How US care for women of reproductive age stacks up against other wealthy countries

The U.S. lags behind other high-income countries when it comes to serving women ages 18 to 49 — whether for maternal care, primary care or mental healthcare, according to an analysis released April 5 by the Commonwealth Fund.  

For the analysis, researchers examined performance of the healthcare systems in 11 high-income countries using data from the Commonwealth Fund's 2020 International Health Policy Survey and the Organisation for Economic Co-operation and Development. Researchers specifically analyzed performance in healthcare access and outcomes. More information about the methodology is available here.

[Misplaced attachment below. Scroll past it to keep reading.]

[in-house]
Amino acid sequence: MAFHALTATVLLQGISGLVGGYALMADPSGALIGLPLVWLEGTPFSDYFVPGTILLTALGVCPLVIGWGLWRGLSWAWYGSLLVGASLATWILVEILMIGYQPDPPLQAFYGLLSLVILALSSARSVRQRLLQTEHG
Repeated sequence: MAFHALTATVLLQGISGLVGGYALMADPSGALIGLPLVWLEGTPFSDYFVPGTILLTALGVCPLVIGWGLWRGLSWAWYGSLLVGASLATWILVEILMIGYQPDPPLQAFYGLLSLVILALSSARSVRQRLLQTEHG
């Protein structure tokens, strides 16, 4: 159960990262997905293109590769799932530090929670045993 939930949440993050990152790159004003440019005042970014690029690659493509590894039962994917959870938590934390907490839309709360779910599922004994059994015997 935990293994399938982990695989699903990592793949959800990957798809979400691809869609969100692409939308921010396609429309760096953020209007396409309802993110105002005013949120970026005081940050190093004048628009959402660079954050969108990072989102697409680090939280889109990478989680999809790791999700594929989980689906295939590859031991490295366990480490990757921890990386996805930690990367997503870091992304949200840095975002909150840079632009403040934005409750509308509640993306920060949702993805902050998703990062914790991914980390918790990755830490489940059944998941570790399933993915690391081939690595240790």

Four findings from the analysis:

1. Among the 11 countries studied, women of reproductive age in the U.S. are most likely to die from avoidable causes, including pregnancy-related complications.

2. Compared to the other 10 countries, women ages 18 to 49 in the U.S. are also more likely to report one or more medical bill problems.

3. Women of reproductive age in Canada, Australia and the U.S. were most likely to report having a mental healthcare need, compared to their counterparts in other countries.

4. Women ages 18 to 49 in the U.S., Sweden, Canada and Australia are least likely to report having a regular physician or place of care.

The Commonwealth Fund provided several options for U.S. policymakers to consider, including ensuring women have access to affordable healthcare, as well as growing and diversifying the healthcare workforce.

Read the full study here.  

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